Forward Times - Public Inquest

Black Out
By Ed Wendt
Houston Press Club 1998 Print Journalist of the Year

One veteran party activist called this year's Texas Democratic Convention "the whitest" in recent memory. She was referring to the party's leadership under new state chair Charles Soecting, a white lawyer who was elected to a full term by delegates Saturday. He had been appointed by the State Democratic Executive Committee to serve out the term of former chair Molly Beth Malcolm.

The latest rift between Soecting and grass roots black Democrats involves the open mistreatment of Democrat House Speaker Pro Tem Sylvester Turner after professional political consultant Garnet Coleman whined about plans for Turner to speak at the convention.

Coleman and a handful of liberal Democrats complained to Soecting when they learned that Turner was slated to speak during prime convention time. Coleman, who represents Montrose and Third Ward in the state legislature, told the San Antonio Express News that Turner should not be allowed to speak because he is second in command to Republican House Speaker Tom Craddick. He also criticized Turner for failing to join 51 other House Democrats in fleeing to Ardmore, Oklahoma to prevent the House from considering Republican-backed redistricting legislation during the regular session.

Coleman, owner of Coleman Strategies political consulting firm, has made big bucks off of Democrat candidates in recent years. He openly worked for multi-millionaire businessman Bill White against Turner in last year's mayor's race. He also was a key supporter of US Rep. Chris Bell's unsuccessful Democratic primary campaign against Judge Alexander Green for the new, predominately black 9th US Congressional District seat.

Turner was a major Green backer, along with State Representative Al Edwards and other grass root Democrats. Soecting and the Democratic Party Establishment endorsed Bell over Green. Soecting even contributed $1,000 to Bell's campaign.

Soecting has tried to mend fences with Green since Green slaughtered Bell in the primary. Green says it was during a pre-convention meeting between Green, Soecting, and Turner that Soecting agreed that Turner would speak at the convention on Saturday morning.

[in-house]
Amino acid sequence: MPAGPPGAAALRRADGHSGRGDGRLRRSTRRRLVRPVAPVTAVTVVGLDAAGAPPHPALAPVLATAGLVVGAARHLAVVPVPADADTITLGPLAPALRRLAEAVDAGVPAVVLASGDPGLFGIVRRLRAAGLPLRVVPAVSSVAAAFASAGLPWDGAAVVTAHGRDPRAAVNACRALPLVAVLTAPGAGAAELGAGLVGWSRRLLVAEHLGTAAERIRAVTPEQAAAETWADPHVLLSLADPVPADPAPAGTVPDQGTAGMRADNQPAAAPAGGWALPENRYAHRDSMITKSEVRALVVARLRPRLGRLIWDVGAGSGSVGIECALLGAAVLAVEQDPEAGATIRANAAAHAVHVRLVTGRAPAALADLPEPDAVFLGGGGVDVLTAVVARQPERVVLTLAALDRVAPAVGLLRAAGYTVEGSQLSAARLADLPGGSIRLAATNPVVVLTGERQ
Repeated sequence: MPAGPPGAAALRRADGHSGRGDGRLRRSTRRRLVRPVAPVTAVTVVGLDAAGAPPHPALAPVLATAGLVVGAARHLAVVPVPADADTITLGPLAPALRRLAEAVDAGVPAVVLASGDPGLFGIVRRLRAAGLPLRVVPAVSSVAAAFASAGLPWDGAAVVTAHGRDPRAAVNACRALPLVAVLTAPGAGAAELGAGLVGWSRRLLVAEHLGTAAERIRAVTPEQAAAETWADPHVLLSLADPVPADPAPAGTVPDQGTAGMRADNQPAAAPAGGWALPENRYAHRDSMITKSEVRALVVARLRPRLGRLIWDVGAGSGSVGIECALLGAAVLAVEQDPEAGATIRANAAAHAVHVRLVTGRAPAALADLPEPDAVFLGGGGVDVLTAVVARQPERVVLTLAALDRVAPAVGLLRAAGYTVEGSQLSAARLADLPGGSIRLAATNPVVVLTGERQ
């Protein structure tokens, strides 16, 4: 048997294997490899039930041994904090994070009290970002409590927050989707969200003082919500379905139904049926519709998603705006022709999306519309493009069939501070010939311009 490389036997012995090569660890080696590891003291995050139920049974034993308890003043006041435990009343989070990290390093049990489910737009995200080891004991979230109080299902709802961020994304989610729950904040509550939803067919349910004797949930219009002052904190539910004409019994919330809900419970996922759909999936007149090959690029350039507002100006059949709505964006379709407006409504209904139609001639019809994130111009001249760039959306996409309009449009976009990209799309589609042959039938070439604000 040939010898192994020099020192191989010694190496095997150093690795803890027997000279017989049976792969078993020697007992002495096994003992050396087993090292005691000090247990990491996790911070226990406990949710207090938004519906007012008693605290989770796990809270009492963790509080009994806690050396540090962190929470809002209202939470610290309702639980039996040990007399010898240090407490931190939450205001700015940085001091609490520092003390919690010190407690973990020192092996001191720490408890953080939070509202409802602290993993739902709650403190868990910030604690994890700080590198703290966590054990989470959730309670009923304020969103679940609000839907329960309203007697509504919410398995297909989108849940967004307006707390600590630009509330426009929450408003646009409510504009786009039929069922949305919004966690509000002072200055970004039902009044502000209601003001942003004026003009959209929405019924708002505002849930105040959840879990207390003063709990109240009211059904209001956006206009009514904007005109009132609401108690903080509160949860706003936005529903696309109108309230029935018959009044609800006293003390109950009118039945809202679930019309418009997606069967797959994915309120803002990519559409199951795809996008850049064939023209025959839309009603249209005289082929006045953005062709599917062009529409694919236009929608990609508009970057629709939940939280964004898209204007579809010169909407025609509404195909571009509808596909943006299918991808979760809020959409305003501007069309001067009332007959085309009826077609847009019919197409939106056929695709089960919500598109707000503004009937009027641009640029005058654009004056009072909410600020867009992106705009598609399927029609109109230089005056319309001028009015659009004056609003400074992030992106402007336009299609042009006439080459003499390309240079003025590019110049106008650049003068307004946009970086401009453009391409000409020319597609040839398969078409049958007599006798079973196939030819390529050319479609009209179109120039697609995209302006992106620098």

"Sylvester did not seek out the opportunity to speak," Green told Public Inquest. "Charles Soecting offered him a speaking slot at the convention and said Sylvester would speak Saturday morning." Turner and his supporters were up bright and early Saturday morning, but before the convention convened at 11 AM, Turner's aide, Sue Davis, was informed that Turner would not be allowed to speak until after 3 PM, when most delegates would have already left the convention. Turner, Green, and many grass root black Democrats cried foul.

"Soecting did not honor his commitment," Judge Green insists. "We went to the convention with hopes of being unified, but that has not been accomplished." To compound the offense, Turner was scheduled to speak at the funeral of an Acres Homes pastor at 1 PM and could not rearrange his schedule. Judge Green, former NAACP president Howard Jefferson, and others tried their best to convince Soecting and other state party bosses to live up to the original agreement for Turner to speak between 11 AM and 12 PM. But the bosses refused to budge. "If we let him speak, it will upset Garnet Coleman," one party boss was quoted. "Who in the hell do they think Garnet Coleman is?" an angry Turner loyalist asked. "He certainly does not speak for the black community. Take Montrose out of his district, and he would never win reelection."

Mike Lavigne, Texas Democratic Party spokesman and former aide to State Senator Rodney Ellis, insists Turner was never scheduled to speak Saturday morning. "He was always scheduled to speak at 3 O'clock," Lavigne claims. Turner left the convention around 12:30 PM for the Acres Homes pastor's funeral. "If you disrespect me," he informed party bosses, "you disrespect the people of my district."

From his behavior at the convention, it appears that Soecting may have changed his mind about mending fences with Green, Turner, and grass root blacks who backed Green for congress and Turner for mayor. He told main stream media reporters the Texas Democratic Party is "going to unite if people start acting like grownups and start uniting." It may be Soecting, Coleman, and other party bosses who should to "start uniting," Turner's supporters insist. "They are disrespecting the men, woman, and children of my district," Turner told Public Inquest. "They are disrespecting the base of the party and I am not going to permit it." 'The chairman of the Democratic Party called me prior to me leaving on a trip out of the country," Turner explained. "He told me I would be speaking (Saturday) morning. I see now that that was nothing but rouge."

State Representative Helen Giddings, a Dallas Democrat, expressed disappointment at Turner's treatment by Soecting and the party establishment. "We've got to have somebody who understands how to pull the party together," she told Public Inquest. "You've got to hold everybody in the tent and then reach out to other people." She says Turner's treatment "is puzzling" to say the least. Turner left the convention with final words for Soecting and his henchmen. "If anybody claims that the original agreement was that I would be speaking anytime after 12, that is an outright lie." So much for Democratic Party unity and plantation politics. Commentary

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